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CONSTANTINE PETROVICH POBEDONOSTSEV (...

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Originally appearing in Volume V21, Page 872 of the 1911 Encyclopedia Britannica.
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CONSTANTINE PETROVICH POBEDONOSTSEV (1827-1907), Russian jurist, state official, and writer on philosophical and literary subjects. Born in Moscow in 1827, he studied at the School of Law in St Petersburg, and entered the public service as an official in one of the Moscow departments of the senate. From 186o to 1865 he was professor of Russian civil law in the Moscow University, and instructed the sons of Alexander II. in the theory of law and administration. In 1868 he became a senator in St Petersburg, in 1872 a member of the council of the empire, and in r88o chief procurator of the Holy Synod. He always showed himself an uncompromising Conservative, and never shrank from expressing boldly his opinions. Consequently, in the so-called Liberal camp he was always denounced an an " obscurantist" and an enemy of progress. In the early years of the reign of Alexander II. (1855-1881), Pobedonostsev maintained, though keeping aloof from the Slavophils, that Occidental institutions were radically bad in themselves and totally inapplicable to Russia. Parliamentary methods of administration, modern judicial organization and procedure, trial by jury, freedom of the press, secular education—these were among the principal objects of his aversion. He 1 See G. Marinelli, in Atli inst. veneto sci., 8th series, vol. viii. (1896-1897); and " L'Accrescimento del Delta del Po nel Secolo XIX.," in Riv, Georg. Ital. (1898), vol. v. superior. Pop. about 6o,000, consisting of Cambodians, Annamese, Chinese, Malays, Indians and about 600 Europeans. It is situated on the Mekong about 173 m. from its mouth at the point where it divides into two arms and is joined by the branch connecting it with the Great Lake (Tonle-Sap). Its position makes it the market for the products of Cambodia, Laos, Upper Burma and part of Siam (dried fish, rice, cotton, indigo, cardamoms, &c.) The town is lighted by electricity. The palace of the king of Cambodia occupies a large space in the Cambodian quarter. The town gets its name from the Pn6m, a central hill surmounted by an ancient pagoda. PO (anc. Padus, Gr. lI66os), a river of northern Italy, and the largest in the whole country, with a total length of about 310 m. direct from the source to the mouth, but, including its many windings, of some 417 M. The navigable portion from Casale Monferrato to the mouth is 337 m.; the minimum width of this portion 656 ft., and its minimum depth 7 ft. Owing to the prevalence of shallows and sandbanks, navigation is difficult. The Po is the dominating factor in north Italian geography, north Italy practically consisting of the Po basin, with the surrounding slopes. of the Alps and Apennines. For a description of its course, and a list of its principal tributaries see ITALY. The area of its basin, which includes portions of Switzerland and Austria, is estimated at 26,798 sq. m. In the first 21 M. of its course, down to Revello (west of Saluzzo), the Po descends no less than 5250 ft., or a fall of 47.3: 1000, forming a very remarkable contrast to its fall lower down. From the confluence of the Ticino its fall is about 0•3:I000; from the beginning of the delta below Ferrara, o•o8':I000. At Turin it has an average width of 400 to 415 ft., a mean depth of 32 to 51 ft., and a velocity of I to 3 ft. in the second. The mean depth from the confluence of the Ticino (altitude 217 ft.) downwards is 6 to 15 ft. The river is embanked from Piacenza, and 'continuously from Cremona,. the total length of the embankments exceeding 600 m. Owing to its confinement between these high banks, and to the great amount of sedimentary matter which the river brings down with it, its bed has been gradually raised, so that in its lower course it is in many places above the level of the surrounding country. A result of confining the stream between its containing banks is the rapid growth of the delta. Lombardini calculated that the annual increase in the area of the Po delta during the period 1300 to 1600 amounted to 127 acres; but during the period 1600 to 183o it rose to 324 acres. Marinelli 1 estimated that between the years 1823 subjected all of them to a severe analysis in his Reflections of a Russian Statesman (English by R. C. Long, London, 1898). To these dangerous products of Occidental rationalism he found a counterpoise in popular vis inertiae, and in the respect of the masses for institutions developed slowly and automatically during the past centuries of national life. Among the practical deductions drawn from these premisses is the necessity of pre-serving the autocratic power, and of fostering among the people the traditional veneration for the ritual of the national Church. In the sphere of practical politics he exercised considerable influence by inspiring and encouraging the Russification policy of Alexander III. (1881-1894), which found expression in an administrative Nationalist propaganda and led to a good deal of religious persecution. After the death of Alexander III. he lost much of his influence, for Nicholas II., while clinging to his father's Russification policy and even extending it to Fin-land, disliked the idea of systematic religious persecution, and was not wholly averse from the partial emancipation of the Russian Church from civil control. During the revolutionary tumult which followed the disastrous war with Japan Pobedonostsev, being nearly 8o years of age, retired from public affairs. He died on the 23rd of March 1907.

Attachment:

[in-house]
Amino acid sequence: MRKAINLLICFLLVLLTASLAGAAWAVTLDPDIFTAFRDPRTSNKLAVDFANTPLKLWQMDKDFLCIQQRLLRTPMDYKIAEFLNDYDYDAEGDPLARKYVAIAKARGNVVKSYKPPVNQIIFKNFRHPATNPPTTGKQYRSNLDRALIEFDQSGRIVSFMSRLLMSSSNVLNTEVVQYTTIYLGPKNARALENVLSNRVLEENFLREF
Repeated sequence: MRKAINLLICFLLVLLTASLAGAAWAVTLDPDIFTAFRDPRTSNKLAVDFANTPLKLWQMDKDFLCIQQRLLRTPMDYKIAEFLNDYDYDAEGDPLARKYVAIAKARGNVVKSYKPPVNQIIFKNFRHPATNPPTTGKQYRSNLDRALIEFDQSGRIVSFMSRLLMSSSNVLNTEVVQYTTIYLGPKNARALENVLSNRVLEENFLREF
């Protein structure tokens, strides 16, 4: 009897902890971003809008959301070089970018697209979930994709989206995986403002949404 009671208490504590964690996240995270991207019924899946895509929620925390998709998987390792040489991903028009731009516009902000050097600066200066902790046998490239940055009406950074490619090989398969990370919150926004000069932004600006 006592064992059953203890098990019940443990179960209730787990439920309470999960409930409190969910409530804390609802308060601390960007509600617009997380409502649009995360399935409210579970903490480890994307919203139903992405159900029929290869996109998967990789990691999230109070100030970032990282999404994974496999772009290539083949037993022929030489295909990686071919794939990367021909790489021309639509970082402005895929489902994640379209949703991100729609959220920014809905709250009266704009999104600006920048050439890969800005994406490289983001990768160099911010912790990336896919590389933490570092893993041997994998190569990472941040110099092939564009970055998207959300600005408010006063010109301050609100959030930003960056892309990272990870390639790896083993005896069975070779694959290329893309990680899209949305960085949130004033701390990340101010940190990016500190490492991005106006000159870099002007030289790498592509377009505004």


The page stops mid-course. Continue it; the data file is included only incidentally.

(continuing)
End of Article: CONSTANTINE PETROVICH POBEDONOSTSEV (1827-1907)
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